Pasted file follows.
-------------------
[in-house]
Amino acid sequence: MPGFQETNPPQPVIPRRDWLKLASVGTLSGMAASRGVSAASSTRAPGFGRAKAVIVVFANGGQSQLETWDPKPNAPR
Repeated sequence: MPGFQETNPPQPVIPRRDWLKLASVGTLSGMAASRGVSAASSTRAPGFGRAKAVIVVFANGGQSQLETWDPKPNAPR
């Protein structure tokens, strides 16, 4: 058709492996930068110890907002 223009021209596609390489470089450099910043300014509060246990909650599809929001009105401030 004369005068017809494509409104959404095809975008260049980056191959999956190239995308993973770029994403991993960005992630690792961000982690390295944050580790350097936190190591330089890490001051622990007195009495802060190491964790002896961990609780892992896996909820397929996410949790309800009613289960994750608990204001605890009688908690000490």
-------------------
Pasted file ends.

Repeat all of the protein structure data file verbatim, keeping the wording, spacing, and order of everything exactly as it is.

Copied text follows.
[in-house]
Amino acid sequence: MPGFQETNPPQPVIPRRDWLKLASVGTLSGMAASRGVSAASSTRAPGFGRAKAVIVVFANGGQSQLETWDPKPNAPR
Repeated sequence: MPGFQETNPPQPVIPRRDWLKLASVGTLSGMAASRGVSAASSTRAPGFGRAKAVIVVFANGGQSQLETWDPKPNAPR
């Protein structure tokens, strides 16, 4: 058709492996930068110890907002 223009021209596609390489470089450099910043300014509060246990909650599809929001009105401030 004369005068017809494509409104959404095809975008260049980056191959999956190239995308993973770029994403991993960005992630690792961000982690390295944050580790350097936190190591330089890490001051622990007195009495802060190491964790002896961990609780892992896996909820397929996410949790309800009613289960994750608990204001605890009688908690000490």